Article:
Faith & Values

Recently Charlene and I were the subject of a cover story, "A Faithful Church Draws Back Two of Her Own", in our local Catholic newspaper, The Georgia Bulletin.

As the article explains, we had joined many another '60s type in straying far from the faith and values we learned when we were young. We always considered ourselves socially aware, but our mature reflections on our responsibilities to society - especially our duty to promote healthy family life - brought us back to the roots of our concern for others.

Today we try to uphold a consistent life ethic: promoting peace, racial and economic justice, and the beauty of human diversity.

We are active members of our parish church, Our Lady of Lourdes in Atlanta. Both of us support the work of RESULTS, a citizens lobby against poverty, hunger and disease, the Atlanta chapter for Habitat for Humanity (for which our younger son works), and the Atlanta Community Food Bank. I also take firmly pro-life positions, working in the pro-life ministry in Atlanta and joining other pro-life liberals in the March for Life in DC.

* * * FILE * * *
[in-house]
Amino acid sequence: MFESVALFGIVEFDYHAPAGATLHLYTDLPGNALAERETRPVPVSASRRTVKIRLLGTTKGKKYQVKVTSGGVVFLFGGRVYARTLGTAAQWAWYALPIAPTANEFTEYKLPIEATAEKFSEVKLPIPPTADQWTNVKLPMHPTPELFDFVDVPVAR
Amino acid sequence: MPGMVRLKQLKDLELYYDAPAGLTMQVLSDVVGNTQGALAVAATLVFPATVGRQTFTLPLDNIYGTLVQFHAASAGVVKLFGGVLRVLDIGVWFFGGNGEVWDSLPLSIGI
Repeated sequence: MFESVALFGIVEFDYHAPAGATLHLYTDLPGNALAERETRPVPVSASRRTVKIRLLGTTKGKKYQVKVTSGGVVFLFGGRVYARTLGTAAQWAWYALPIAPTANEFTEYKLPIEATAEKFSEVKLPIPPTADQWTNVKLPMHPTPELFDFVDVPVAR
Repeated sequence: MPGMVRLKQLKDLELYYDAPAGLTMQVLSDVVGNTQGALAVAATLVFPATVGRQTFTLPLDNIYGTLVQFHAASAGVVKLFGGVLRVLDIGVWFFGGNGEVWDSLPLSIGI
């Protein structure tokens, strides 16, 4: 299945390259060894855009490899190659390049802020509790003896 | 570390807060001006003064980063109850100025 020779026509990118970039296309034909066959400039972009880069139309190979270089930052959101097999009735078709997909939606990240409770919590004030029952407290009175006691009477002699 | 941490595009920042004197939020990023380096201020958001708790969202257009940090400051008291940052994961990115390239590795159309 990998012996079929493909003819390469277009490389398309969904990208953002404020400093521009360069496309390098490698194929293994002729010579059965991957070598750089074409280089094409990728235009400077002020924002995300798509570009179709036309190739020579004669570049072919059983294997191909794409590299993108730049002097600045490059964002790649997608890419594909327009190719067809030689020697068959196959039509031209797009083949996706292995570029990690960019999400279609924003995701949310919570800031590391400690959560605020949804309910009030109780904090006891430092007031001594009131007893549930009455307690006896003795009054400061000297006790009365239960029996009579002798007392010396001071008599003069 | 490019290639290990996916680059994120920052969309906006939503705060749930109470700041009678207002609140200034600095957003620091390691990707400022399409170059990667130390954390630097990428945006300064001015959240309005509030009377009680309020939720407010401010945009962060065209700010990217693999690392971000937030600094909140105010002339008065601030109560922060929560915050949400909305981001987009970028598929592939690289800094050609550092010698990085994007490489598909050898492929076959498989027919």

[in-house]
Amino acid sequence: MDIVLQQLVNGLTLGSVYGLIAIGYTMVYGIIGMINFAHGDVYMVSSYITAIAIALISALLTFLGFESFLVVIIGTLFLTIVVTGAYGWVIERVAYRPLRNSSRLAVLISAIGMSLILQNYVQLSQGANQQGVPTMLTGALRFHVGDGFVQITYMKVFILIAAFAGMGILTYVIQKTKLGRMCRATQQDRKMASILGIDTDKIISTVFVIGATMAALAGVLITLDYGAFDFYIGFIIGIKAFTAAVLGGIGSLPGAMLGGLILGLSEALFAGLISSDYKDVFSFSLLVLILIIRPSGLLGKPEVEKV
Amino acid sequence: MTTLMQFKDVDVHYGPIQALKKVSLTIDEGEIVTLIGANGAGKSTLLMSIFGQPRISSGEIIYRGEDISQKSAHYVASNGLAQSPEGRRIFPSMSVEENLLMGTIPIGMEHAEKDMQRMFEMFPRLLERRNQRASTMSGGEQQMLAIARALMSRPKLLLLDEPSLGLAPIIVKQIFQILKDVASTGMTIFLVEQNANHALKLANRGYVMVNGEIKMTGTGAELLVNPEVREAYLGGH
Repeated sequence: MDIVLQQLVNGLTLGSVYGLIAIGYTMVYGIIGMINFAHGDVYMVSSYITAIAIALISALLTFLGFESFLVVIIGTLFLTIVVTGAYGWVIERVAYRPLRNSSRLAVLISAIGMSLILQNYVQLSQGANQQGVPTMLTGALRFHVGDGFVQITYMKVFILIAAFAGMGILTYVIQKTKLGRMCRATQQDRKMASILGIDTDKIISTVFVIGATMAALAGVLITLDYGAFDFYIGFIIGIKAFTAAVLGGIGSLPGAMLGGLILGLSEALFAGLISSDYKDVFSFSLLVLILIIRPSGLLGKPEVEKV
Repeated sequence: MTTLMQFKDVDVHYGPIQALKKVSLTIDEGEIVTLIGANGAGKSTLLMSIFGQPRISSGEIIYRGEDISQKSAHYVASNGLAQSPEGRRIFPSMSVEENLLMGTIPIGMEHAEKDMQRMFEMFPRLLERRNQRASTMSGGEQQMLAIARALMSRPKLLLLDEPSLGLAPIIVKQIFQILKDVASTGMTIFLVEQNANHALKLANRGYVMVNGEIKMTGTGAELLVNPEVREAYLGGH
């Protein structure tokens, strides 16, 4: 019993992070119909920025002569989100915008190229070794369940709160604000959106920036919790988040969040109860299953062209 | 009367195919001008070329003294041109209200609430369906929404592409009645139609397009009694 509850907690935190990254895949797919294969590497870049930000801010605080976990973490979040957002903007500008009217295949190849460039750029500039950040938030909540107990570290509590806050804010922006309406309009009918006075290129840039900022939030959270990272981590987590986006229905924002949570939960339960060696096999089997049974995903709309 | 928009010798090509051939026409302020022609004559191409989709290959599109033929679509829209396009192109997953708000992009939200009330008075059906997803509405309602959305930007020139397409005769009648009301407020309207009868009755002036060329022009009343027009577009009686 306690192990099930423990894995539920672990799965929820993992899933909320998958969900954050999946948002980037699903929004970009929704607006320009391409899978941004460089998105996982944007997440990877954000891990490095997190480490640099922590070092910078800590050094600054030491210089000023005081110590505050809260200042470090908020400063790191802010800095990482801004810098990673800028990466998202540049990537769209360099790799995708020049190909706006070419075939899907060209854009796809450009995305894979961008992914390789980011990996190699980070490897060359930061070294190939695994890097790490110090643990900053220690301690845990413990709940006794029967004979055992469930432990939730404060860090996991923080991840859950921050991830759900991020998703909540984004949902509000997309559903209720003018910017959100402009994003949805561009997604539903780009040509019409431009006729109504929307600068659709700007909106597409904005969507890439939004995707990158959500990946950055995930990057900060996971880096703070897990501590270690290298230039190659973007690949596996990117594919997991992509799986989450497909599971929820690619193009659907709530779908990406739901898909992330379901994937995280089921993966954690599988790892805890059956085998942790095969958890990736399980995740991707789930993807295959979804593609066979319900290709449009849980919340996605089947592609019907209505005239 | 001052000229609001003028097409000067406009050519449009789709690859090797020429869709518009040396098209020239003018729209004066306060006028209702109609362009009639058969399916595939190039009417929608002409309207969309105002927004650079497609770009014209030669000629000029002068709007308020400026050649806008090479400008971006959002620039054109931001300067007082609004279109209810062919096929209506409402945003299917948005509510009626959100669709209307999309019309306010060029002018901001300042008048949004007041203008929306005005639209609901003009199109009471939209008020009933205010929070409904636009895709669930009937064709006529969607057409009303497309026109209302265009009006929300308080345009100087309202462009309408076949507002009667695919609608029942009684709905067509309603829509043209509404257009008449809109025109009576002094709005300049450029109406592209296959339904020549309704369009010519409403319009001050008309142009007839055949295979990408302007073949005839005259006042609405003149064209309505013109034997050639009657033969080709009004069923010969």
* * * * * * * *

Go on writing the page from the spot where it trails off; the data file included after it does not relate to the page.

As a strong advocate of gay rights and other socially liberal causes as well as traditional family values, I find myself politically adrift. I often vote Republican these days, but I pray that more Democrats and other progressives will stand in defense of the most vulnerable among us.

My greatest source of encouragement is my work with Pax Christi Atlanta. Many of us are involved in the effort to close the SOA, curtail the gun lobby and abolish the death penalty. Charlene and I - as well as our newly adopted daughter - regularly visit a young man on Georgia's Death Row.

Together we hope to instill in our little girl the primary lesson our church teaches, a lesson Chantel's struggling birth mother so well exemplified, that we must always uphold the dignity and value of human life.